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Humanities Symposia opens with Burns Night celebration

Trine University’s Spring 2020 Humanities Symposia begins Tuesday, Jan. 28, with the celebration of Burns Night.

The Symposia is presented by Trine’s Department of Humanities and Communication (HAC). Sessions are held in Wells Theater inside Taylor Hall, with each symposium set to begin at 3:30 p.m.

The Symposia is presented by Trine’s Department of Humanities and Communication (HAC). Sessions are held in Wells Theater inside Taylor Hall, with each symposium set to begin at 3:30 p.m.Join storyteller Lou Ann Homan and bagpiper Mark Gropp as they bring a celebration of Robert Burns to Trine University.

Widely considered the national poet of Scotland, Robert Burns was born Jan. 25, 1759 in the village of Alloway, Scotland. Burns is known for pioneering the Romantic Movement through his poetry and songs.  After his death in July 21, 1796, his works continued to be inspirational. Burns Night has been celebrated since 1801 thanks to the memorial dinner his friend held for him during the fifth anniversary of his death.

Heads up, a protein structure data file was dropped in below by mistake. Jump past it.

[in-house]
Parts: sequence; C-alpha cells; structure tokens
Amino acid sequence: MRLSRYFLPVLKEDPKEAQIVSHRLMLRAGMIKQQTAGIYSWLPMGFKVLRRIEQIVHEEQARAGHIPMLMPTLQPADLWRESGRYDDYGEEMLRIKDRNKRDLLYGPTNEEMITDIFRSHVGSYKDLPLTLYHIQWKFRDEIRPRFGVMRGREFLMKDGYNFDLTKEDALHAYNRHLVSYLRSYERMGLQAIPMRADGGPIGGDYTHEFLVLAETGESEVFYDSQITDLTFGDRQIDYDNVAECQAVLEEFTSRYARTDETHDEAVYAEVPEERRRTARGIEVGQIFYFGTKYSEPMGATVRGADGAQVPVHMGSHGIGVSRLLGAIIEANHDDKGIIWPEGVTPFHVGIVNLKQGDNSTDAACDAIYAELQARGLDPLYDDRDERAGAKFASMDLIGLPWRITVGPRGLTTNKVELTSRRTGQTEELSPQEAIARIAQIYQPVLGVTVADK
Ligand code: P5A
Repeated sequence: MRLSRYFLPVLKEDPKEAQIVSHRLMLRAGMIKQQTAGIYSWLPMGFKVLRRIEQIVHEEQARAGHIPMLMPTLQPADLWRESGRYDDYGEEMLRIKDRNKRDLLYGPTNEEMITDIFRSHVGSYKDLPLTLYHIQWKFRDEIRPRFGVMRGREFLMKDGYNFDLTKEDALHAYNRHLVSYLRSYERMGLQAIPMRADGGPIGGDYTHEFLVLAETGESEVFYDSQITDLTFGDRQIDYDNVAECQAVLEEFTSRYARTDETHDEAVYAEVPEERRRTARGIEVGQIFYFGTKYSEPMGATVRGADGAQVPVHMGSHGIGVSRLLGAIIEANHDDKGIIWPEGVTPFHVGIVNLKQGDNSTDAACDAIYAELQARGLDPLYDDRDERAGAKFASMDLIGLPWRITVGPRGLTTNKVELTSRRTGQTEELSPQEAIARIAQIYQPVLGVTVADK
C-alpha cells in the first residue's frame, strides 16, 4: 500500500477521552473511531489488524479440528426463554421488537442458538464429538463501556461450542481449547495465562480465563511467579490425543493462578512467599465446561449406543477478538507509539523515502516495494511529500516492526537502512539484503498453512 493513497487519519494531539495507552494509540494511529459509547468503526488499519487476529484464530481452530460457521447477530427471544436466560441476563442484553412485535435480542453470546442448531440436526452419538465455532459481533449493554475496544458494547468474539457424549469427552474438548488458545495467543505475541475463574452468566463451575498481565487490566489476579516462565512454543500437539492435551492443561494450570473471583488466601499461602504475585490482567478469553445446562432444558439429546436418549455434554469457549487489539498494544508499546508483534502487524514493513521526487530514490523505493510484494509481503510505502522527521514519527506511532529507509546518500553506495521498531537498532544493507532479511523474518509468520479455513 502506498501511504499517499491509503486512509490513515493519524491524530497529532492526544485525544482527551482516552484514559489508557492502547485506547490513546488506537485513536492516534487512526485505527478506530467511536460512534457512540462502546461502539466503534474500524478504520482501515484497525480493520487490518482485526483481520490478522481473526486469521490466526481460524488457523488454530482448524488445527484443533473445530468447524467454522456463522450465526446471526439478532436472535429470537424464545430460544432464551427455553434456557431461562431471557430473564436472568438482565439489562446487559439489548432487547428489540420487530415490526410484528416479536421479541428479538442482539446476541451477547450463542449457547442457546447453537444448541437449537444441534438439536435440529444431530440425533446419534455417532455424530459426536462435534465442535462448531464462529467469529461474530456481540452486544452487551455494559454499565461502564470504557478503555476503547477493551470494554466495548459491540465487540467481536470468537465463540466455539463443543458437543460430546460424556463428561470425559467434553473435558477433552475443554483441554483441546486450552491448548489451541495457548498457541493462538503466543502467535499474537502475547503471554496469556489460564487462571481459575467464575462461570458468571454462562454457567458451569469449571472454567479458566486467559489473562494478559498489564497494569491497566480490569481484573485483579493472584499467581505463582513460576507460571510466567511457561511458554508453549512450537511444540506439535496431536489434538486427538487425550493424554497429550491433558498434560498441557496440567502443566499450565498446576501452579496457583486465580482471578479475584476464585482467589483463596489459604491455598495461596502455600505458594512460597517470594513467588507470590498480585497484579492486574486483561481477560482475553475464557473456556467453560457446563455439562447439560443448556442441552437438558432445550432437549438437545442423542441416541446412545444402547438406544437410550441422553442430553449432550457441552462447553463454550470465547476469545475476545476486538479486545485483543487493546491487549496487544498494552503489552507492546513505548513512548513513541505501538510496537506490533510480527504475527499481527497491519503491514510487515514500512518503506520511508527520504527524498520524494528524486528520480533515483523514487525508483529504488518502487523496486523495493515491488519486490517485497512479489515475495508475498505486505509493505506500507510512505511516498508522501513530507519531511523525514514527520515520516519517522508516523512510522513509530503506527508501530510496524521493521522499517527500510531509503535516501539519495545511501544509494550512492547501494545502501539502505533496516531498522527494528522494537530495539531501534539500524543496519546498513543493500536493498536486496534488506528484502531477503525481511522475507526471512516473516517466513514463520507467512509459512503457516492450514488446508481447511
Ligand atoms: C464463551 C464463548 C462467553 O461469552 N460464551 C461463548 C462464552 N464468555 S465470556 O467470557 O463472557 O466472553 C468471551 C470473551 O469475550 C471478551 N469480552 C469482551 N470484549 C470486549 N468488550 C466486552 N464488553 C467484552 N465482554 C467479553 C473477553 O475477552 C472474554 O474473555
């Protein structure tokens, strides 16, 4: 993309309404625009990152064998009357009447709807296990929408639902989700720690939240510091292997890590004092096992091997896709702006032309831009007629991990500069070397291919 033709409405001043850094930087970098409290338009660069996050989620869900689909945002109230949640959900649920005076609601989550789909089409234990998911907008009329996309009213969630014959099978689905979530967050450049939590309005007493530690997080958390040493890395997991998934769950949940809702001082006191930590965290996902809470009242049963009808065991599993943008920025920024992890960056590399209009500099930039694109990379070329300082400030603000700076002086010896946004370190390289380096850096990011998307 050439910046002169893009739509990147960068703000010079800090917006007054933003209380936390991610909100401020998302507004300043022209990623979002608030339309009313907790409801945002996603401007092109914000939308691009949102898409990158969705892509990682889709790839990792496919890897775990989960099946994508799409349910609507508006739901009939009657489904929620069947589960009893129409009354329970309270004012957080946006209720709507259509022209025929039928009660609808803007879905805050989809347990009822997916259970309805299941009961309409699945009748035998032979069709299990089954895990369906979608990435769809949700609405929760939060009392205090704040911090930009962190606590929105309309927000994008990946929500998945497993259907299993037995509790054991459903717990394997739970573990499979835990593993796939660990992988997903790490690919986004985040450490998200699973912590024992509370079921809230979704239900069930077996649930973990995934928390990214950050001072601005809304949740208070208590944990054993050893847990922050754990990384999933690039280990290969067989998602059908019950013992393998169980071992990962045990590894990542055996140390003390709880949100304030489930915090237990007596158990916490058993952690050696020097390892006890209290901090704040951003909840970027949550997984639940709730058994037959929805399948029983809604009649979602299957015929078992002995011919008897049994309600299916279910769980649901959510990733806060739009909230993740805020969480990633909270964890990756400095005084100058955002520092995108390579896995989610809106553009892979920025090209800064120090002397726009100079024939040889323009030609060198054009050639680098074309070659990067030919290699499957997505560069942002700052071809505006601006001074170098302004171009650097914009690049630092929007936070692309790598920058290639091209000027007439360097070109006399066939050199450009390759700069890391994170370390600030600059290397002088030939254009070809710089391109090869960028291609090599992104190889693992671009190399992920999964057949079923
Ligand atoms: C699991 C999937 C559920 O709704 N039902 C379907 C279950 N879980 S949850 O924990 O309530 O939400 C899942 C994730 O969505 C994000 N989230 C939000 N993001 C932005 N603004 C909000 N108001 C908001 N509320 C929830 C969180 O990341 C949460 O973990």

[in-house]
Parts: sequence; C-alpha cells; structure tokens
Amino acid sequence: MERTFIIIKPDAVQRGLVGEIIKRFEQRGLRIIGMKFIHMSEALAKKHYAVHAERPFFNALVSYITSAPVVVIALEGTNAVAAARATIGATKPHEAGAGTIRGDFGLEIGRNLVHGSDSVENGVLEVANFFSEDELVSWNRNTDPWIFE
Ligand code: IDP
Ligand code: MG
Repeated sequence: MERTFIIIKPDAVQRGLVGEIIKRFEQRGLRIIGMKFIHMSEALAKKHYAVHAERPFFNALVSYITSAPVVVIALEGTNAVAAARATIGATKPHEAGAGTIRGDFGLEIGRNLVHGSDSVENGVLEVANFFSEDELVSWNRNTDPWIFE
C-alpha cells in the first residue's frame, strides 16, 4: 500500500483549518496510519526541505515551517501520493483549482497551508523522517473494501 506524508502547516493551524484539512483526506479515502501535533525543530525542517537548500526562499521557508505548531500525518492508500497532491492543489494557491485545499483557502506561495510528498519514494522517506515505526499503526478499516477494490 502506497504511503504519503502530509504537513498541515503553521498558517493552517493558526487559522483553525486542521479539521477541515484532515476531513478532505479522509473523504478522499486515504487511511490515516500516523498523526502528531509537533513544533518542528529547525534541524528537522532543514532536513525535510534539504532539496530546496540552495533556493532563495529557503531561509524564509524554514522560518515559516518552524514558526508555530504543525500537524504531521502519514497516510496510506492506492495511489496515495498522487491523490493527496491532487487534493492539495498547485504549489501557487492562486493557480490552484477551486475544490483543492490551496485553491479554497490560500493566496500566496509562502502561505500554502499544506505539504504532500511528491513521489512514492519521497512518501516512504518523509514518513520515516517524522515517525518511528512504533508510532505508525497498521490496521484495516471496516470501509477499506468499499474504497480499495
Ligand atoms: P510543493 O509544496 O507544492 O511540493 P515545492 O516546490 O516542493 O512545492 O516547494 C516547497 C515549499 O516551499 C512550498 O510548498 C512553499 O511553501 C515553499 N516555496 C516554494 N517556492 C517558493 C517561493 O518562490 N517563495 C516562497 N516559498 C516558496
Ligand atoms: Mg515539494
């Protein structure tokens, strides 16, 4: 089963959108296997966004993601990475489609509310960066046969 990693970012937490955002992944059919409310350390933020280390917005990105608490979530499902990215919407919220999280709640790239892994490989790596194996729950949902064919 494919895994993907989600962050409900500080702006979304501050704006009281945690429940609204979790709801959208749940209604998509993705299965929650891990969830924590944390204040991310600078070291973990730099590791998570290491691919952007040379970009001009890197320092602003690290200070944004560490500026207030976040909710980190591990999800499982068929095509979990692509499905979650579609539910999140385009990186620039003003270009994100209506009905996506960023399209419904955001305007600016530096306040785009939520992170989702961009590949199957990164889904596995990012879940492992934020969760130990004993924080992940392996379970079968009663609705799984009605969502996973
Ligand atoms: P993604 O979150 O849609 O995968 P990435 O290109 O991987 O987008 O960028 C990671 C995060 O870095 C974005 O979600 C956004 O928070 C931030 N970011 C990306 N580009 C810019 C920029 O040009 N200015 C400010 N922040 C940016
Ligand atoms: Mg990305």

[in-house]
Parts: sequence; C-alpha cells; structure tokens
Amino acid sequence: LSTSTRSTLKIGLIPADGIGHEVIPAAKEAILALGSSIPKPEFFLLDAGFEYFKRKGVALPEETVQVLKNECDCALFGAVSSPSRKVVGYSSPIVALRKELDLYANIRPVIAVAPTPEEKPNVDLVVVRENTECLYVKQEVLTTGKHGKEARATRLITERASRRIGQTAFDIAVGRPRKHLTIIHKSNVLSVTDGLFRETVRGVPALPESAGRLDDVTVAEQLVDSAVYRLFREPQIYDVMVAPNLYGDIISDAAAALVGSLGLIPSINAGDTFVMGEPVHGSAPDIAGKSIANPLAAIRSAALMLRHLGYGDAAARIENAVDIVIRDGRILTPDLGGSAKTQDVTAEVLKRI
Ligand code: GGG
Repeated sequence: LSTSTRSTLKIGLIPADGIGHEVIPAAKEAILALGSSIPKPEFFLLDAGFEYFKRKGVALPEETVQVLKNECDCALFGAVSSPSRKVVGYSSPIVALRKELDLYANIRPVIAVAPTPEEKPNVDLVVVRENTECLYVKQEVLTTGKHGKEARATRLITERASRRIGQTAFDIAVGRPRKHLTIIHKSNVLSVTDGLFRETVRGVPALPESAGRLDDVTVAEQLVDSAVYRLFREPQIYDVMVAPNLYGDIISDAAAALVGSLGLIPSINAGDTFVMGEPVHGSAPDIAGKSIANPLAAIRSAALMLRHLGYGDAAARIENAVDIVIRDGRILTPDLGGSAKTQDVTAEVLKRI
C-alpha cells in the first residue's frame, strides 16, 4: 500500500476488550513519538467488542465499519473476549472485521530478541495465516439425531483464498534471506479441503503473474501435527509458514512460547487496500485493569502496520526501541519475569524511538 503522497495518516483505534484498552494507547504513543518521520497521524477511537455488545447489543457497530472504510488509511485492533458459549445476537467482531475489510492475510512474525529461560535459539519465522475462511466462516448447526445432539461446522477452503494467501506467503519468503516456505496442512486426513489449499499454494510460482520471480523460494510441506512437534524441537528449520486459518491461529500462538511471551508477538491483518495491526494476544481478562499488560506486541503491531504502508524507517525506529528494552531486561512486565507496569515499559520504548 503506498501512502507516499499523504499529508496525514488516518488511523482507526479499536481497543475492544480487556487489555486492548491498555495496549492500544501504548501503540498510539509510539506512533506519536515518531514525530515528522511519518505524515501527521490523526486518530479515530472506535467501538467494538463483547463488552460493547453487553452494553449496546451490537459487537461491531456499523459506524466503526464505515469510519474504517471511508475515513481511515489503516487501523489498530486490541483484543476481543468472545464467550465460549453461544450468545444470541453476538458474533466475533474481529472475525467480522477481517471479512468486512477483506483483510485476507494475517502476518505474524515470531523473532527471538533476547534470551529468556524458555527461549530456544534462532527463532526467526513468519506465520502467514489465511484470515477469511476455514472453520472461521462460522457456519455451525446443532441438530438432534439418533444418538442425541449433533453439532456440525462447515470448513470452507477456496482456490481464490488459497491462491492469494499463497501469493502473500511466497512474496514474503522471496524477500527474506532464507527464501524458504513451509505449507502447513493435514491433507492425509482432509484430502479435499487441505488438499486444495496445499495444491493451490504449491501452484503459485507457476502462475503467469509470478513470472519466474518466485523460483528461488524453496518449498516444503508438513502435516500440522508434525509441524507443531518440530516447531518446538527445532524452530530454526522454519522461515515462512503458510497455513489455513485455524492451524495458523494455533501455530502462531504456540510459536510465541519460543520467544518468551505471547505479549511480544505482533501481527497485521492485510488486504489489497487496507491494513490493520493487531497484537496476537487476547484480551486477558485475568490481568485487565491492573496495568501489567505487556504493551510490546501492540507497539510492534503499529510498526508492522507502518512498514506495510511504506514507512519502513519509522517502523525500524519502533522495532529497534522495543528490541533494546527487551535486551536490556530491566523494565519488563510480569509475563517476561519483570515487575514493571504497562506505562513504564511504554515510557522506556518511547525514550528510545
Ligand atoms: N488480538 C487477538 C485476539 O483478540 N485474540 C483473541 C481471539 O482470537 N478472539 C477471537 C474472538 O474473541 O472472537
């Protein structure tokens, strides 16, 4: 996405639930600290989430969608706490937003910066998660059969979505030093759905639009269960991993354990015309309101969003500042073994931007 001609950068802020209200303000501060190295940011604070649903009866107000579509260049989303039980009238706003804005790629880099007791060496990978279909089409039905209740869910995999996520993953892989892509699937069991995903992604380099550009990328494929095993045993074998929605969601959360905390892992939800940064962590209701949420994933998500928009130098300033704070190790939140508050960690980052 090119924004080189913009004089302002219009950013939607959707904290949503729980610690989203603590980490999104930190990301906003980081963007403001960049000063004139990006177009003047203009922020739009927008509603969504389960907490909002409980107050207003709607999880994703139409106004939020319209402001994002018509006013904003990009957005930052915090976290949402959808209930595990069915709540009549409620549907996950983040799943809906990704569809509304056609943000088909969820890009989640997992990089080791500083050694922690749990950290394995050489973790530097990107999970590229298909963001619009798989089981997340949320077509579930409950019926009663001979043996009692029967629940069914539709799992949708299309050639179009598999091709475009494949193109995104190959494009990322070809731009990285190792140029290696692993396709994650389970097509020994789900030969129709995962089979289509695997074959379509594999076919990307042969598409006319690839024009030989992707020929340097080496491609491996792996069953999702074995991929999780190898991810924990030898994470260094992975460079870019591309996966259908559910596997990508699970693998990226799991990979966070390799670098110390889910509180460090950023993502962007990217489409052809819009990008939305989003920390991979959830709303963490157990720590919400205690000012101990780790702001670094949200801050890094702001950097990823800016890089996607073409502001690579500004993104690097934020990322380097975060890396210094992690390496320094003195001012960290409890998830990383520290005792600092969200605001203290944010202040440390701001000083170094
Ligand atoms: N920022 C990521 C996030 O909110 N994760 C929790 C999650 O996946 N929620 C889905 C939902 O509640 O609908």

Included in this event will be a short history of the life of Burns, some of his well-known poetry, and the playing of the bagpipes. The afternoon will conclude with a sing-along of "Auld Lang Syne," which was written by Burns.

Trine’s Humanities Symposia is free and open to the public. Talks usually last about 30 minutes and are immediately followed by time for any questions, which usually leads to a total time of one hour. Wells Theater seats 75 guests, so attendees are encouraged to arrive early if they have specific seating preferences.

For more information about the Symposia, contact Melissa Mayus, Ph.D., assistant professor in Trine’s Department of Humanities and Communication, at mayusm@trine.edu.